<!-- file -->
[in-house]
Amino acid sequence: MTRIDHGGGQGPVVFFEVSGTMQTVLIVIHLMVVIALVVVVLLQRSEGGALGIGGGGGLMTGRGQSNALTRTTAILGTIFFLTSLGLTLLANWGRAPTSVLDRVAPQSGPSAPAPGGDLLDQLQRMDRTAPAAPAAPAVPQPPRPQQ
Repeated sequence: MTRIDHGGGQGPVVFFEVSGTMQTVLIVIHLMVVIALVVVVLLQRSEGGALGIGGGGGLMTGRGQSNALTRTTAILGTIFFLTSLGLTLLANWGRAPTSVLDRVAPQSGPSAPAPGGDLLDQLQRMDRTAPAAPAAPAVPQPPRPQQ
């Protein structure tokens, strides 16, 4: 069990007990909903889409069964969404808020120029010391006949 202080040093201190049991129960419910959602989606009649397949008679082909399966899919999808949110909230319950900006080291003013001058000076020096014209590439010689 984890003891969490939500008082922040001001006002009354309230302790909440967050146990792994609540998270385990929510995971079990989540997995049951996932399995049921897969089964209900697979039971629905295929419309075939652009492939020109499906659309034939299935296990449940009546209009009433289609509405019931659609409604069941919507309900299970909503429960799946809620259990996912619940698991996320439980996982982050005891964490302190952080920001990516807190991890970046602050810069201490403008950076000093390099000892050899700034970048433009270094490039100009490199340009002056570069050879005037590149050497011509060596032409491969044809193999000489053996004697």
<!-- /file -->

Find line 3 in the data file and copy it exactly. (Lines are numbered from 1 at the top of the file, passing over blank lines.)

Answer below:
Repeated sequence: MTRIDHGGGQGPVVFFEVSGTMQTVLIVIHLMVVIALVVVVLLQRSEGGALGIGGGGGLMTGRGQSNALTRTTAILGTIFFLTSLGLTLLANWGRAPTSVLDRVAPQSGPSAPAPGGDLLDQLQRMDRTAPAAPAAPAVPQPPRPQQ